How should we set up version control (specifically with Subversion)?
use the guidance provided in the documentation for Siebel Tools. But please note that Siebel does not build from the files in SVN so it will only be useful as an archival tool; you cannot manage your code or build from SVN.
What kind of structure should our repository have? How should we handle branches and tags?
Siebel development code is not built or managed in SVN so this is a pretty useless thing to do. Just note the date that you built your SRF and exported your Repo and match with a tag or branch in SVN.
How can we do code reviews? How can we peer review configuration changes made through Siebel Tools that don't necessarily have any "code"? We want to review these changes for quality assurance and knowledge transfer, as well as compliance with change management policies.
Use Siebel Tools to do this. It has a built in 'checking' tool for obvious errors (all devs should be using this before they check in) and a diff tool (you will need to check against an older version of the same object - which you could drag out of SVN if you want). I normally automate the checking tool once a day and review the output logs, and automate build from the Siebel server 5 times a day and look for errors during the compile. Diffs via SVN and a standard diff tool might be possible, but the Siebel objects are stored as XML-like files in SVN and so are hard to read sometimes.
What sort of change management works well with Siebel? How do we verify that only things listed in our change log are actually changed when we do a new deploy?
How can we automate testing of our application? Is unit testing even possible with Siebel? I saw another question suggesting QTP for web testing, but are there other options that work?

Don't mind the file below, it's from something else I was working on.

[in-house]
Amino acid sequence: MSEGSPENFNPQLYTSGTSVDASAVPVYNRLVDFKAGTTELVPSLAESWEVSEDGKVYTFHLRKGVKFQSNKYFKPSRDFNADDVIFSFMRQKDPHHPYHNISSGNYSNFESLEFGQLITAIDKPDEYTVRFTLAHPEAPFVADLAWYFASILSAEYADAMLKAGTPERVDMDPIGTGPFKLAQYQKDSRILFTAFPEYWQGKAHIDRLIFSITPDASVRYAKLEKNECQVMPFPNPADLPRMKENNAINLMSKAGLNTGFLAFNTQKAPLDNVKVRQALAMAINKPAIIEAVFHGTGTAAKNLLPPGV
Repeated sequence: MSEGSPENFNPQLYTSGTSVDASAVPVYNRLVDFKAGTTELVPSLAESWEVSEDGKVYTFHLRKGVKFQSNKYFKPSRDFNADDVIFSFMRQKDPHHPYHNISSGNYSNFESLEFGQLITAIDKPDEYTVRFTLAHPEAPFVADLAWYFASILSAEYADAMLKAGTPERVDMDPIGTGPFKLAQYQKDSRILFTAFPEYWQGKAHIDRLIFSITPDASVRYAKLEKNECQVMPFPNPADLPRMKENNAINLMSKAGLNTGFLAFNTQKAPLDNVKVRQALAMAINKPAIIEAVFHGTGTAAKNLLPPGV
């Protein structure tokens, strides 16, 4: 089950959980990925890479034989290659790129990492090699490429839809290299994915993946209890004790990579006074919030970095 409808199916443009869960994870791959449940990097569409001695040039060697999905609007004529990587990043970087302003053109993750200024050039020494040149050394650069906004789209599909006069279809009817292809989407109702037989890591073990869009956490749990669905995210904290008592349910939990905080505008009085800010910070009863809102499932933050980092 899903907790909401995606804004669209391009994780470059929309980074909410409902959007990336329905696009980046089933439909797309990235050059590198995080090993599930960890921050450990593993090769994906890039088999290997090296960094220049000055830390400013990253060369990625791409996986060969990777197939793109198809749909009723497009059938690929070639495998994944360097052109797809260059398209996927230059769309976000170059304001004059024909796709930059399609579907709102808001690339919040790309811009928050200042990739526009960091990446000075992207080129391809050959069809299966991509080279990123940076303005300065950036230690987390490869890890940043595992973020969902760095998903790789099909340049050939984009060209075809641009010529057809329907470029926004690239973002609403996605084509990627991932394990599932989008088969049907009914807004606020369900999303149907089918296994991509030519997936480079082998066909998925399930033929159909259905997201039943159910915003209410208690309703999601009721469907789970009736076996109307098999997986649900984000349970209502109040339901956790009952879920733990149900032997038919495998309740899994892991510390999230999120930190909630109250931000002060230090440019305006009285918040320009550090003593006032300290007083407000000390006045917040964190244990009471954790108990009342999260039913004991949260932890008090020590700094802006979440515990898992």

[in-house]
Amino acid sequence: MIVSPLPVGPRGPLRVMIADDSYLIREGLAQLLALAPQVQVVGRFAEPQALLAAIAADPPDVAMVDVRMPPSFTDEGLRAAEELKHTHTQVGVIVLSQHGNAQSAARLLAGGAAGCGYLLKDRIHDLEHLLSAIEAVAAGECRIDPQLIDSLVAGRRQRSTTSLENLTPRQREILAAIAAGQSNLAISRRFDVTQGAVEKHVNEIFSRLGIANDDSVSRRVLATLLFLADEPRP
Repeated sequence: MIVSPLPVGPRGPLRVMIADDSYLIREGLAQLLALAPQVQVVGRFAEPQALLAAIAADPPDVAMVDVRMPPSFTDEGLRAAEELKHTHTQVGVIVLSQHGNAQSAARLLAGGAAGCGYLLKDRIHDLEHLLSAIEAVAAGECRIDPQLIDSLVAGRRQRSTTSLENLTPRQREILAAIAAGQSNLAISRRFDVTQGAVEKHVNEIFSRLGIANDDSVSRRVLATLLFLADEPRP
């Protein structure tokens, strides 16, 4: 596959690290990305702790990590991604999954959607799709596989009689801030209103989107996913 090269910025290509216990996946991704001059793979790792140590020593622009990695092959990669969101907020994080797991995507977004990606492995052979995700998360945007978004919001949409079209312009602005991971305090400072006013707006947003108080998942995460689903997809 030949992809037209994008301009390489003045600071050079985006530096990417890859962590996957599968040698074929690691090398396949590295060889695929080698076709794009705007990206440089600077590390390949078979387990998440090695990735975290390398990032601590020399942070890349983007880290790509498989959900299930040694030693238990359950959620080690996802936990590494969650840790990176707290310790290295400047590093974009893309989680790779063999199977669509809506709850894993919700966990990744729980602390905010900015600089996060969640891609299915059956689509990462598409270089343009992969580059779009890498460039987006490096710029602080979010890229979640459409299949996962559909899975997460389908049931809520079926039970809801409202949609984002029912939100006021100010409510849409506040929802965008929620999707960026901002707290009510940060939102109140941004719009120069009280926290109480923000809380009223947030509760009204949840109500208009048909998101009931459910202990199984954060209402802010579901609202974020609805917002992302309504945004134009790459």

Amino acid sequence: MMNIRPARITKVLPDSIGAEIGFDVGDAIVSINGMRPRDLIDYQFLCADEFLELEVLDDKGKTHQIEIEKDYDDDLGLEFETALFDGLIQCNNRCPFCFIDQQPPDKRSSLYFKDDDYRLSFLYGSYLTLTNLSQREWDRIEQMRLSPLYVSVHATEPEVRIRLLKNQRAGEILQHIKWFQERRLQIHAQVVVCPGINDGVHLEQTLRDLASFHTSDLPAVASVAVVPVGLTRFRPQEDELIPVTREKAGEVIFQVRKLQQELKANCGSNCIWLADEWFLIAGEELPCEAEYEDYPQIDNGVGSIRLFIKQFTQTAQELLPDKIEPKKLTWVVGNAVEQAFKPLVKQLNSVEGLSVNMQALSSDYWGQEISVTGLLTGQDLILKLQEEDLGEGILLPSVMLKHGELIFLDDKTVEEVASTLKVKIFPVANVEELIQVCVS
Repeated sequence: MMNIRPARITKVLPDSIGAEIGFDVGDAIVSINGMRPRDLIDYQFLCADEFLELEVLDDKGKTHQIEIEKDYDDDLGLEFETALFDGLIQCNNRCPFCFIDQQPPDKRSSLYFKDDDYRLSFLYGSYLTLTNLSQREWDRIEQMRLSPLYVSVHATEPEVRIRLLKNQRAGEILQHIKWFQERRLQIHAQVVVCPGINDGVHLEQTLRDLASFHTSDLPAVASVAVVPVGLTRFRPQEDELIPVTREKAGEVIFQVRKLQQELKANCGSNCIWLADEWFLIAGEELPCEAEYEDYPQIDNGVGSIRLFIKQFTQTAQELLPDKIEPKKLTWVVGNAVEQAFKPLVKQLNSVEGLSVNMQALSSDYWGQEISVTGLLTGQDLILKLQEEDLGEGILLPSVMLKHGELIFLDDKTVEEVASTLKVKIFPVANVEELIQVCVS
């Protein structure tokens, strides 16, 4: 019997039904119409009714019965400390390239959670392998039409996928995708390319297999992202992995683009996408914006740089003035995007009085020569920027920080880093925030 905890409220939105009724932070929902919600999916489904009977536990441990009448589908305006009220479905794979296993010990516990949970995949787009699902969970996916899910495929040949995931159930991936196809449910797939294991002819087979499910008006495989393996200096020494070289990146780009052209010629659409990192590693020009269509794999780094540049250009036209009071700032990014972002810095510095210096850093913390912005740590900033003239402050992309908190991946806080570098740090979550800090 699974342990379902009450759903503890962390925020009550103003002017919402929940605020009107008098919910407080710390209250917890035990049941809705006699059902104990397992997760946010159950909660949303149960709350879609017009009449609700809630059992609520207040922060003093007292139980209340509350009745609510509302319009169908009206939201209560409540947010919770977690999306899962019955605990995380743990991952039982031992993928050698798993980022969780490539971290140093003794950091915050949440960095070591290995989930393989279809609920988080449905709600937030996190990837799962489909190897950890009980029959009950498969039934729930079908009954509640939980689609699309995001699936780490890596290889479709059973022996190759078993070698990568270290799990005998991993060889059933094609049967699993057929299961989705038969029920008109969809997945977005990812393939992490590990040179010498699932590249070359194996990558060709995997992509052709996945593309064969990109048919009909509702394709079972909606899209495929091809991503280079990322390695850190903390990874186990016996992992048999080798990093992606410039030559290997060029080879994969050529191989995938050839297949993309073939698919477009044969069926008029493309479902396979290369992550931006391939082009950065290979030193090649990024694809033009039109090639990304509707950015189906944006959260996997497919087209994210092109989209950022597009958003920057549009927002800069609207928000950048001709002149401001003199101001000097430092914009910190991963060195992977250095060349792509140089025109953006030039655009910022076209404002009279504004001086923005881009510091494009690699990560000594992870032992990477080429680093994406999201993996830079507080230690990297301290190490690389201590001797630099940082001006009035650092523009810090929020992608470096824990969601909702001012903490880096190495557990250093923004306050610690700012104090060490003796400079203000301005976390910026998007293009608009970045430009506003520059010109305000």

QTP is the standard way to go - check on the Oracle web site for other vendors that they may recommend. You could also try Sikuli.
Are there other things we can do to implement Continuous Integration practices with our Siebel development efforts?
What recommendations do you have for naming conventions and other things that would traditionally fall under "coding style" guidelines?
Checkout the appropriate section of Siebel Bookshelf for current naming guidelines and use these always.
How should we separate development roles from Siebel Administrator roles?
Not sure what you mean.
What should our build/test/deploy cycle look like?
Build a new SRF and export a new Repo from Dev once a night. Once all the dev work has been checked-in and unit tests are done take the next SRF and Repo and push into the test environment. At this point in normal software development you'd branch your SVN and continue to develop on the trunk but Siebel is different because you cannot build from SVN and you cannot easily restore a whole lot of files from SVN into your build environment, so you're best to make hot fixes for test either in dev (and pause mainline dev development until that is done) or in the test environment, and do ugly backports to the development environment (that's what most people do in fact). Build a new SRF and export a new Repo from Test once a night and once that's good, snap a copy for your Production release.
Try to stick to cycles of no more than 4 weeks (1 week for desing/prototyping. 1 week for dev, 1 week for test, 1 week for bug fixes and deployment) - any longer than that and the overhead of planning will become too great.
Hints for an easier life: Avoid eScript except in Business Services (otherwise it becomes unmanageable); use all the Siebel built-in tools instead of rolling-your own; try to avoid any roll-up functionality (it always seems like a good idea but it always destroys performance); keep the number of screens and views to an absolute minimum; do not build views when you should be building reports instead; always make sure that EIM tables match and schema extensions that you make - even if you don't use EIM right now; try to build Integration Objects to match your logical schema - they are always useful (for web services, XML publishing) and a hell of a job to build after the fact; prefer Workflow Policies over run-time Events; don't add new sort or search specifications without indexes - ever ever ever; don't make by-reference links to the LOV table; always patch; if the vendor doesn't say that you can do something, never do it.